According to Pastor Tim Keller, following his patron saint C.S. Lewis, being a practicing member of a religion is distinct from being a true believer. We can understand this from a theological point of view, but can belief be scientifically observed, or even measured?
A growing number of neuroscientists have taken up with question, with the ambitious goal of measuring what happens to the human brain during spiritual experiences.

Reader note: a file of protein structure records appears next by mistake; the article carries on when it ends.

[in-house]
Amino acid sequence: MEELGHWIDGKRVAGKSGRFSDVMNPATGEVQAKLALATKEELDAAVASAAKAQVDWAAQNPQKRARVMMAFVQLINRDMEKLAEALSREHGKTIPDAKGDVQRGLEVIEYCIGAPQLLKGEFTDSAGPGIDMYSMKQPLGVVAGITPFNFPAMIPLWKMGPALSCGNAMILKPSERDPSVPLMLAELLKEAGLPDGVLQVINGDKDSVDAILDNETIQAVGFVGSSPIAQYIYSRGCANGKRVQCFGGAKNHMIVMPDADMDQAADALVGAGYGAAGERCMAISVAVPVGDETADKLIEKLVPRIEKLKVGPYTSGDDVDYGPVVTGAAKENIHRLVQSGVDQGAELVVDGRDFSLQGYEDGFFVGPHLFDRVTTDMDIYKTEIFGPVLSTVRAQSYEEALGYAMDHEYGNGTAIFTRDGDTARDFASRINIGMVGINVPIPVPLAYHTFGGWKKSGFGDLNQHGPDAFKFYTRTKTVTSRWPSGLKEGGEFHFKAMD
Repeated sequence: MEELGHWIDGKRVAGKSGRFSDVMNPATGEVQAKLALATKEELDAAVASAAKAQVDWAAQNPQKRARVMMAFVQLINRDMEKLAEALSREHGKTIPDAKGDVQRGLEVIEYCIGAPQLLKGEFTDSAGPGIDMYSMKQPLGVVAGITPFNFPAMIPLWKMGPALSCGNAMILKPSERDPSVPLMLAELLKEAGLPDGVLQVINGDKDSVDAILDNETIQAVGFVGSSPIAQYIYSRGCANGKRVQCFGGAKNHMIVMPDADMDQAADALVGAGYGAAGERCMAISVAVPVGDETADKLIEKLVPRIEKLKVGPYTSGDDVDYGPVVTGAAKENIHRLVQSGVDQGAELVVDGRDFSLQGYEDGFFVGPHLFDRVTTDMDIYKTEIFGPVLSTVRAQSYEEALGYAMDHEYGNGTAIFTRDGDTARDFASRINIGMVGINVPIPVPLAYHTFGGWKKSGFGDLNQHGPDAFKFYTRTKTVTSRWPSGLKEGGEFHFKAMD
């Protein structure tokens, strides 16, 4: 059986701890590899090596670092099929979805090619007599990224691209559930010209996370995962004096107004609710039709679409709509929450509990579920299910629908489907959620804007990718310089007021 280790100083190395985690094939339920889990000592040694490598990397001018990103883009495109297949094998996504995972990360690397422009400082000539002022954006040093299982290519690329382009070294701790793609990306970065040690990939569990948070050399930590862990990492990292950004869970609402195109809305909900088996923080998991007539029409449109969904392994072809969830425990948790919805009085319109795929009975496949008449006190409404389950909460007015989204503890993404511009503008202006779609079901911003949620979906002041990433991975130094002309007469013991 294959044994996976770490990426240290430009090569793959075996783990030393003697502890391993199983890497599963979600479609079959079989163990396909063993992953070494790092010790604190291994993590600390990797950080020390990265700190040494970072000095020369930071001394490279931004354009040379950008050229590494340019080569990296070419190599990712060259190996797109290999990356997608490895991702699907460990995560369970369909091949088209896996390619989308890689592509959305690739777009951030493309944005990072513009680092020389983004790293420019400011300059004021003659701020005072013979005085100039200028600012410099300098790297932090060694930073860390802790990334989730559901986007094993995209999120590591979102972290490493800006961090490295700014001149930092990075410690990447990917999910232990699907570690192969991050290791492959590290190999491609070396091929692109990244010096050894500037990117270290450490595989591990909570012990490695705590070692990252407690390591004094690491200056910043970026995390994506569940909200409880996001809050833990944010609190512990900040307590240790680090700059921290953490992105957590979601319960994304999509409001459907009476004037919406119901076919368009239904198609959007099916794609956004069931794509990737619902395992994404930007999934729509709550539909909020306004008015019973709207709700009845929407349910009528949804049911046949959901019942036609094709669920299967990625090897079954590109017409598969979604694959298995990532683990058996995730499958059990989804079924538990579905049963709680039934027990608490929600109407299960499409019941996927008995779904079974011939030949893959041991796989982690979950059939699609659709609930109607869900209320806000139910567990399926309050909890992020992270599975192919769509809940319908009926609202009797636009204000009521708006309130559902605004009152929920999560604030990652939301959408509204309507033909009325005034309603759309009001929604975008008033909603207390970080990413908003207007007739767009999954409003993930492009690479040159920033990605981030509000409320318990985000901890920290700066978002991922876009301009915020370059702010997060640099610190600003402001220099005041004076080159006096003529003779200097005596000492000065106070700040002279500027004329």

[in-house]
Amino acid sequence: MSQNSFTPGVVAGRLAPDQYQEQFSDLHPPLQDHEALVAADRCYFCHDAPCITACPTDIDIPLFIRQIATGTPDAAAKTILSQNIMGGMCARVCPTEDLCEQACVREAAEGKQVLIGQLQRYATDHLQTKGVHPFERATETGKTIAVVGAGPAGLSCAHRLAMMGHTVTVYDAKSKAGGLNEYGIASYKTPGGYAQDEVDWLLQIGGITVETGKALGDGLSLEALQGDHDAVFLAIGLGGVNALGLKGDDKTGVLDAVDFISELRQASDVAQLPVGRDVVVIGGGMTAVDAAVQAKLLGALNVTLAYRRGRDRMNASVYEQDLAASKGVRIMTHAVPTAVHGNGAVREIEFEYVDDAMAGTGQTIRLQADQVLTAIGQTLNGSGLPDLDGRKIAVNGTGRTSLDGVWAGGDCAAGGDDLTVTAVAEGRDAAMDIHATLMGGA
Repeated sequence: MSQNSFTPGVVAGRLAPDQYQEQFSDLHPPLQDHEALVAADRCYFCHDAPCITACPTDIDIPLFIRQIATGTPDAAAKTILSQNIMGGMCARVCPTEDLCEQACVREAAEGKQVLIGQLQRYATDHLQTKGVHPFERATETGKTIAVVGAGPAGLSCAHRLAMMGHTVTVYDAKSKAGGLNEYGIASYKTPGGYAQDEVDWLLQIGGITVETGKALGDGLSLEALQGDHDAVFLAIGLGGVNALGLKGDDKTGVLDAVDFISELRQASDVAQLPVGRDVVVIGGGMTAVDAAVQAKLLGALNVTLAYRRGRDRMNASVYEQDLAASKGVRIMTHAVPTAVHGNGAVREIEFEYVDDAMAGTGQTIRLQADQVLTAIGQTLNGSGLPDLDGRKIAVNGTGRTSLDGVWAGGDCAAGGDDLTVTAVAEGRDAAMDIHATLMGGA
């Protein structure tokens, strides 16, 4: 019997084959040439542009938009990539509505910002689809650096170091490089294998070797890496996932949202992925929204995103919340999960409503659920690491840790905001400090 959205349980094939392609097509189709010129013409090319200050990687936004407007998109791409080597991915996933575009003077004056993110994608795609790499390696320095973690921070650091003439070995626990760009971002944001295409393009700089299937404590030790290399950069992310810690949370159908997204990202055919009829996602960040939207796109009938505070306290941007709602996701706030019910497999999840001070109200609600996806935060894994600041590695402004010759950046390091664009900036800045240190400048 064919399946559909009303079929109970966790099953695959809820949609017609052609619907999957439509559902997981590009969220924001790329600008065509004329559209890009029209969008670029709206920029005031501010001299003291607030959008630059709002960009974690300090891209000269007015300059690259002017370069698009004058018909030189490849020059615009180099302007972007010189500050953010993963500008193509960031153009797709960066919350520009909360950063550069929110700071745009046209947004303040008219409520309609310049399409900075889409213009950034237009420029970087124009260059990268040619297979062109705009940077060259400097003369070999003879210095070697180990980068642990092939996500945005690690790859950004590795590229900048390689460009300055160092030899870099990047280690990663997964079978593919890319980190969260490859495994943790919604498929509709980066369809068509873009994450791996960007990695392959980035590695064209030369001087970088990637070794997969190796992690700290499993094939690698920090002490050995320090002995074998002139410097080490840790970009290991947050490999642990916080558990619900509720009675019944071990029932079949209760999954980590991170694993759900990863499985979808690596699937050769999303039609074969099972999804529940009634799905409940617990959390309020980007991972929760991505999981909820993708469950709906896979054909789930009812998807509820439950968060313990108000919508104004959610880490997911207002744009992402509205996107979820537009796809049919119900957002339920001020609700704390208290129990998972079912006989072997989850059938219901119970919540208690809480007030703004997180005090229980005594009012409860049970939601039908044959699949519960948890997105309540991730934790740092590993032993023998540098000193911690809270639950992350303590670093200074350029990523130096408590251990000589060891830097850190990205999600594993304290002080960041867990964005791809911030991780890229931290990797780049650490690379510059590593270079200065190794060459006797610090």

To measure the effects of trance states and ritual on the brain, scientists use a technique called single photon emission computed tomography, in which subjects are injected with a chemical that emits gamma rays. A computer collects the information transmitted by the rays and constructs from it an image of the brain depicting blood flow to the various regions. The more blood flow to a particular region, the more brain activity.